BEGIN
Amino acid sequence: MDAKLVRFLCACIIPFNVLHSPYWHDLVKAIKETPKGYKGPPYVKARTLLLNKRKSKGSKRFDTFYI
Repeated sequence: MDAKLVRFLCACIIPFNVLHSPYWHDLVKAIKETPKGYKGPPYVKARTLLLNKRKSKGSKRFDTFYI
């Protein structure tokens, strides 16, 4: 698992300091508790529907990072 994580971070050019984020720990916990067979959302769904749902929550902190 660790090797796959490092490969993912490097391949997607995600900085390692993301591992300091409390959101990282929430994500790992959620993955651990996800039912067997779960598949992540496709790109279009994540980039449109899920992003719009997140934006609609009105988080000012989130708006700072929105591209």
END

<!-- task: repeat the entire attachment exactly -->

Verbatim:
Amino acid sequence: MDAKLVRFLCACIIPFNVLHSPYWHDLVKAIKETPKGYKGPPYVKARTLLLNKRKSKGSKRFDTFYI
Repeated sequence: MDAKLVRFLCACIIPFNVLHSPYWHDLVKAIKETPKGYKGPPYVKARTLLLNKRKSKGSKRFDTFYI
């Protein structure tokens, strides 16, 4: 698992300091508790529907990072 994580971070050019984020720990916990067979959302769904749902929550902190 660790090797796959490092490969993912490097391949997607995600900085390692993301591992300091409390959101990282929430994500790992959620993955651990996800039912067997779960598949992540496709790109279009994540980039449109899920992003719009997140934006609609009105988080000012989130708006700072929105591209």